Takarabune-kumade Yoshida sells its kumade products only once a year during the Tori-no-ichi festivals at Ohtori Shrine. Just like the materials used for its products -- bamboo, paper and straw -- its sales principle is also simple: to sell its items only once a year at Ohtori Shrine.
"Our basic approach is to make the same things as the previous year. As they're all made and painted by hand, there is a limit to the number we can produce. There are customers who come every year to buy these lucky charms, which remain unchanged, and we look forward to seeing them once every year."
At midnight, the beat of a drum will echo throughout the area, signaling the start of the Tori-no-ichi festival at Ohtori Shrine. The open-air market will continue for 24 hours until midnight of the following day, without any breaks. The big day, and the busiest of the year, which kumade craftspeople spend the year working toward, is approaching in Japan's capital.
(Japanese original by Tadahiko Mori, The Mainichi Staff Writer)
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A word of wisdom: Kumade lucky charms' energy can only be bought at once-a-year festival
My first impression of kumade rakes was that they were colorful decorations with colossal amounts of lucky symbols piled on top of the other. Although I found the various ornaments cute, like the red sea breams and smiling gods, my reaction stopped right there, that they were cute.
I later learned that the rich tradition was not so much about the objects themselves, but the distinctive air, energy, and interactions born from their sales at the Tori-no-ichi festival.
"There's no point if you don't buy them at the festival," said 74-year-old Kazuhiko Yokoyama, an organizer of the event, after stating tersely that selling kumade ornaments online was out of the question.
During the festival held only a few times per year, the Ohtori Shrine grounds -- which appear rather small when vacant -- are packed with over 150 booths that all sell different kinds of kumade, and are bustling with shop owners and customers, some of whom visit the shrine after enjoying themselves in food stalls on the surrounding streets.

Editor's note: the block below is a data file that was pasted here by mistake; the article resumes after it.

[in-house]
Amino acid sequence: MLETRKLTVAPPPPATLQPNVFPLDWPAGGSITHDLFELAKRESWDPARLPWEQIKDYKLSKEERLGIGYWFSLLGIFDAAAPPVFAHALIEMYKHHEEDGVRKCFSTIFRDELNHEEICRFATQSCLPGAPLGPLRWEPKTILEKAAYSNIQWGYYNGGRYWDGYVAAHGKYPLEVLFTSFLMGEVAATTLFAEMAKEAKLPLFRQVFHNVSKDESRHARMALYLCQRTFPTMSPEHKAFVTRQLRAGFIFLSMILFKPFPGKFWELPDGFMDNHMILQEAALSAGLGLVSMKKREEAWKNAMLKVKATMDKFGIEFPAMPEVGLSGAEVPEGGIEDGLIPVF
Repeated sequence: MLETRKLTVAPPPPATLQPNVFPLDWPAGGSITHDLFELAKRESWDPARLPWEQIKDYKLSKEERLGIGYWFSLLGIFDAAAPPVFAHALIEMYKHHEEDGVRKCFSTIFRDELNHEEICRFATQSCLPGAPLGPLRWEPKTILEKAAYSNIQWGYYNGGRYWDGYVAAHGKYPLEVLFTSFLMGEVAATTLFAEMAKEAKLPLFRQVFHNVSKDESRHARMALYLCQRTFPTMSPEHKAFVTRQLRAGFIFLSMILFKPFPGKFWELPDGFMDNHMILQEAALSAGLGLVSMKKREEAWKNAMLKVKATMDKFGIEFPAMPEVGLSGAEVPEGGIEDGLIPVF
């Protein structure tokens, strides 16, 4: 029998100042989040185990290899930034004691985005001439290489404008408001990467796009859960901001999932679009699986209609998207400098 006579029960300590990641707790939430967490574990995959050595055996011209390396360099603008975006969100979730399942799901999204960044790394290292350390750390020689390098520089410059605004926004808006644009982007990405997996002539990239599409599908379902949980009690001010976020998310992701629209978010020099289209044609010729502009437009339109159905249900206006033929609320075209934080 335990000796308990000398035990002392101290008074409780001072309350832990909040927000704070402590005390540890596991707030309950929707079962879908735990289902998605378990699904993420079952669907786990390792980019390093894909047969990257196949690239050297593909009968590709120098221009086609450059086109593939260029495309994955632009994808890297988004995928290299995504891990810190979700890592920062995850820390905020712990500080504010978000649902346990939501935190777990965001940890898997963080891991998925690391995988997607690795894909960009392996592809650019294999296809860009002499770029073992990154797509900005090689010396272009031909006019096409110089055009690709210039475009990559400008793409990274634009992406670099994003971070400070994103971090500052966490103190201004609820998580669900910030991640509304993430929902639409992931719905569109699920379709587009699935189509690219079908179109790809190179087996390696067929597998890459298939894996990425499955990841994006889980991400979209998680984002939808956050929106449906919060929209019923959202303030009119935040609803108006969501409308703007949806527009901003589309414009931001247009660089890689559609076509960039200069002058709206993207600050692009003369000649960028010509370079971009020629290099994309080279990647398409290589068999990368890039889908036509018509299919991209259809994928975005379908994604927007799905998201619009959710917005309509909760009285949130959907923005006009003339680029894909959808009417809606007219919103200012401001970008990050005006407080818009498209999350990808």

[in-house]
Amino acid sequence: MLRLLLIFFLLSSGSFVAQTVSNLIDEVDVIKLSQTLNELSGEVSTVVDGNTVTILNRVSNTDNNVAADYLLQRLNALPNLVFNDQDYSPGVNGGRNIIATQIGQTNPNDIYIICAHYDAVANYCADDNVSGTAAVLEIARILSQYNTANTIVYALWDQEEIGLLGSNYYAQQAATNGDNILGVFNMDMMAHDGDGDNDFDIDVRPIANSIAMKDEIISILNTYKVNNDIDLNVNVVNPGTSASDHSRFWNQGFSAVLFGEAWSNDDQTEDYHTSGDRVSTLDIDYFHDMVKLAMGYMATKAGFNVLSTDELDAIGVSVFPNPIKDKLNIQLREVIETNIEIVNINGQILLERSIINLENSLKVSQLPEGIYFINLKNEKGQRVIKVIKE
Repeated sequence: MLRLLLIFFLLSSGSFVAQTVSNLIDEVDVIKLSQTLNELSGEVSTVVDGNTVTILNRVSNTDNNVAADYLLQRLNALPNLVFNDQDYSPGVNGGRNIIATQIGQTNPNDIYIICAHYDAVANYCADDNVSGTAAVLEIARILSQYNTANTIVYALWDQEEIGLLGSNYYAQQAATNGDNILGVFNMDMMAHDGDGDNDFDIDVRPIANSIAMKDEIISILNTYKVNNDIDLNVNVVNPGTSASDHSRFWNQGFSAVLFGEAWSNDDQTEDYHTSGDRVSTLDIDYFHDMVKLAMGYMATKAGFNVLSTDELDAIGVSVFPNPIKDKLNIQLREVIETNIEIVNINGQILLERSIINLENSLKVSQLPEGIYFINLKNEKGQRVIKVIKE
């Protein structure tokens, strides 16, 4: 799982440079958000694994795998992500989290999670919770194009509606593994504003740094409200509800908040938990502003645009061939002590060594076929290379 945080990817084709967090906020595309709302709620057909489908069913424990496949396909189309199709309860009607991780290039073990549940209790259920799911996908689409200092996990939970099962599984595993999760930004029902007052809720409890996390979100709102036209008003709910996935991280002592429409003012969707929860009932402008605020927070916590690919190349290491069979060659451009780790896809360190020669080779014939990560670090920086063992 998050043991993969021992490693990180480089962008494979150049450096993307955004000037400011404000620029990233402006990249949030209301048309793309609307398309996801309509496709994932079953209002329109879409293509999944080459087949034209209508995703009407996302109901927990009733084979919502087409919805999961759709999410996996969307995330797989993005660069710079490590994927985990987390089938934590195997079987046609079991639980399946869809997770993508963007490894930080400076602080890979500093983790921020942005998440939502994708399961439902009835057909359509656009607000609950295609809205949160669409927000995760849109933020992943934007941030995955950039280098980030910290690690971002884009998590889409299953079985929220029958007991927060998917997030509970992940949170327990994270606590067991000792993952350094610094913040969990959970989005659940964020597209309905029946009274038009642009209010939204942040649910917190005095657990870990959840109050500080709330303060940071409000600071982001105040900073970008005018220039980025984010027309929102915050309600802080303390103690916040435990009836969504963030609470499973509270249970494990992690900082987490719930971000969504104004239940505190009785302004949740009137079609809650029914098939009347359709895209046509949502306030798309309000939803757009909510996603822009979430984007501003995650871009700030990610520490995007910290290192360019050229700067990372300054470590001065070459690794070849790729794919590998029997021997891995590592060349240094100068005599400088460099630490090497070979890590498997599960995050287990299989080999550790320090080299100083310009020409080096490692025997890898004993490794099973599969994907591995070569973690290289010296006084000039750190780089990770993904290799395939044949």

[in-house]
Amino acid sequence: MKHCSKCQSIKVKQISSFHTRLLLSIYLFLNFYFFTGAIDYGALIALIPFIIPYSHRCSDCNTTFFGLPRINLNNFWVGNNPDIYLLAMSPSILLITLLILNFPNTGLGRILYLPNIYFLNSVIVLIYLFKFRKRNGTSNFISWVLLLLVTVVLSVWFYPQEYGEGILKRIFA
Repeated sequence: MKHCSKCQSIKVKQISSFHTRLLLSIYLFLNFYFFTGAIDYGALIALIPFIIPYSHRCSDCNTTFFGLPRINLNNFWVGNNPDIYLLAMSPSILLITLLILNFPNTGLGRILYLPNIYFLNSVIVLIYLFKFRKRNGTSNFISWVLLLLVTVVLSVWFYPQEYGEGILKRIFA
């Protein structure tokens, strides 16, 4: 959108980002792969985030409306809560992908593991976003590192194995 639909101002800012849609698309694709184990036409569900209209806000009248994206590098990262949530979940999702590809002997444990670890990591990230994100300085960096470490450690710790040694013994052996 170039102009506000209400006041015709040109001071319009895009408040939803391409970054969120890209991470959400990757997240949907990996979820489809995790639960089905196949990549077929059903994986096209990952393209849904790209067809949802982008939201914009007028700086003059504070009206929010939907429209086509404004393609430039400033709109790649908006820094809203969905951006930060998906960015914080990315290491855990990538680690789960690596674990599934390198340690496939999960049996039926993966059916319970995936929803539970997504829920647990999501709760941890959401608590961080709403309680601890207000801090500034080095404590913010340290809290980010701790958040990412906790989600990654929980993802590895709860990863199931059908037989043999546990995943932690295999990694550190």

In the old days, shop owners and customers engaged in a sort of bargaining where a customer asks for a lower price, which the shop owner goes along with. The interesting part is that after the transaction is seemingly over, the customer returns the change given to them, like leaving a tip at a restaurant. This was considered to be a mark of sophistication and finesse. Though this interaction is not seen as often today, the festival organizer said there are customers who come to purchase kumade as they enjoy this back-and-forth exchange.
"The festival's aim is to have visitors look around the various kumade shops, and ponder over which ones to buy, while having a fun time together, and to take away luck and fortune for the next year through this activity," said the organizer. The festivals of each year have their own unique atmosphere, which is also affected by external conditions like the weather. Yokoyama says that it is precisely because kumade ornaments have the quality of being time- and place-specific that they allow people to "rake in and bring back the energy of the festival."
"This is something that can only be bought here, and most definitely can't be bought online," he said.
(By Chinami Takeichi, The Mainichi Staff Writer)
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Takarabune-kumade Yoshida is located at 3-20-25 Senzoku in Tokyo's Taito Ward.
The first-generation head of the shop, who was a construction worker, began making kumade in his free time in the beginning of the Showa era. The shop has been succeeded from second-generation head Hidekichi, third-generation head Keiko and fourth-generation head Kyoko to fifth-generation head Tadahiko, 38. Kyoko's mother Keiko, who turned 100 this year, is known as a "legendary presence" among those at the Tori-no-ichi festival. Last year, the shop accepted reservations in advance to have kumade products delivered to those who could not visit the shrine due to the pandemic.
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The shop can be contacted on phone at 03-3874-3096
Its social media accounts can be reached via the following links:
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The "Enchanting Edo" series highlights Japanese traditions, crafts, artisanal techniques and culture that date back several hundred years. Stories offer a glimpse into old shops in Japan's capital, which are all searching for ways to protect long-established skills and talent, while also keeping them alive in the modern day.